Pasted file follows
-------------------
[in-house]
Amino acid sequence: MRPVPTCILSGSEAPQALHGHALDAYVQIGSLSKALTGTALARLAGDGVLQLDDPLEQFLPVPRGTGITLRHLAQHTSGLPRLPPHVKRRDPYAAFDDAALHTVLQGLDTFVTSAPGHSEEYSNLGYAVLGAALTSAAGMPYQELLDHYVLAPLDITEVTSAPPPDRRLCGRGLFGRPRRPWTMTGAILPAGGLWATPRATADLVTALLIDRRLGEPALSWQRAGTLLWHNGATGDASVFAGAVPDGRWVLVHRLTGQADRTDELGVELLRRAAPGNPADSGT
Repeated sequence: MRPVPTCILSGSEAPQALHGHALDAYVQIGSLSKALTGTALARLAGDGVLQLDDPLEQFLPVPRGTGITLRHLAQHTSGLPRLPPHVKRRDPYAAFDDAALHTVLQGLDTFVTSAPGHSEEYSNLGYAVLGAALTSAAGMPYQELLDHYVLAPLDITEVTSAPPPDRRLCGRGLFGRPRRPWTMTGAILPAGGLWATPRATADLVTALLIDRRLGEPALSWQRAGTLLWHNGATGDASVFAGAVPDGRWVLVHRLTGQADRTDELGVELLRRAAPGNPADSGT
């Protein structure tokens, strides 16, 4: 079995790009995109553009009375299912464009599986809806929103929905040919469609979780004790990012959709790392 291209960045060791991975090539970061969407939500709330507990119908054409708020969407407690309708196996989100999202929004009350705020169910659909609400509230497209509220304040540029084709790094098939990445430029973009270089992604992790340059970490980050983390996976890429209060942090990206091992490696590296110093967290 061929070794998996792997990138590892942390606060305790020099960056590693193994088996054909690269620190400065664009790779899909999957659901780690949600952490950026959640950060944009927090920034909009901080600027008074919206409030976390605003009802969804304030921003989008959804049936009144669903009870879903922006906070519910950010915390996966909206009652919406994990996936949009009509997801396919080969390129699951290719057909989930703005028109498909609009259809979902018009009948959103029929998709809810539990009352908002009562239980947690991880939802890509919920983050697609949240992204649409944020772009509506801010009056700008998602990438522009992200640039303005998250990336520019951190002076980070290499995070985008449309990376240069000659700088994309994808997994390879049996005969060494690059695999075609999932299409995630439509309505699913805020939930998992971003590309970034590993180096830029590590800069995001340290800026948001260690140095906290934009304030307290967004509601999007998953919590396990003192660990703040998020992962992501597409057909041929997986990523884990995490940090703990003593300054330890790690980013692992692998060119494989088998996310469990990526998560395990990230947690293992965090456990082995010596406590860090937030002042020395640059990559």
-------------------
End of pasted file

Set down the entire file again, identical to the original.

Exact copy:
[in-house]
Amino acid sequence: MRPVPTCILSGSEAPQALHGHALDAYVQIGSLSKALTGTALARLAGDGVLQLDDPLEQFLPVPRGTGITLRHLAQHTSGLPRLPPHVKRRDPYAAFDDAALHTVLQGLDTFVTSAPGHSEEYSNLGYAVLGAALTSAAGMPYQELLDHYVLAPLDITEVTSAPPPDRRLCGRGLFGRPRRPWTMTGAILPAGGLWATPRATADLVTALLIDRRLGEPALSWQRAGTLLWHNGATGDASVFAGAVPDGRWVLVHRLTGQADRTDELGVELLRRAAPGNPADSGT
Repeated sequence: MRPVPTCILSGSEAPQALHGHALDAYVQIGSLSKALTGTALARLAGDGVLQLDDPLEQFLPVPRGTGITLRHLAQHTSGLPRLPPHVKRRDPYAAFDDAALHTVLQGLDTFVTSAPGHSEEYSNLGYAVLGAALTSAAGMPYQELLDHYVLAPLDITEVTSAPPPDRRLCGRGLFGRPRRPWTMTGAILPAGGLWATPRATADLVTALLIDRRLGEPALSWQRAGTLLWHNGATGDASVFAGAVPDGRWVLVHRLTGQADRTDELGVELLRRAAPGNPADSGT
């Protein structure tokens, strides 16, 4: 079995790009995109553009009375299912464009599986809806929103929905040919469609979780004790990012959709790392 291209960045060791991975090539970061969407939500709330507990119908054409708020969407407690309708196996989100999202929004009350705020169910659909609400509230497209509220304040540029084709790094098939990445430029973009270089992604992790340059970490980050983390996976890429209060942090990206091992490696590296110093967290 061929070794998996792997990138590892942390606060305790020099960056590693193994088996054909690269620190400065664009790779899909999957659901780690949600952490950026959640950060944009927090920034909009901080600027008074919206409030976390605003009802969804304030921003989008959804049936009144669903009870879903922006906070519910950010915390996966909206009652919406994990996936949009009509997801396919080969390129699951290719057909989930703005028109498909609009259809979902018009009948959103029929998709809810539990009352908002009562239980947690991880939802890509919920983050697609949240992204649409944020772009509506801010009056700008998602990438522009992200640039303005998250990336520019951190002076980070290499995070985008449309990376240069000659700088994309994808997994390879049996005969060494690059695999075609999932299409995630439509309505699913805020939930998992971003590309970034590993180096830029590590800069995001340290800026948001260690140095906290934009304030307290967004509601999007998953919590396990003192660990703040998020992962992501597409057909041929997986990523884990995490940090703990003593300054330890790690980013692992692998060119494989088998996310469990990526998560395990990230947690293992965090456990082995010596406590860090937030002042020395640059990559």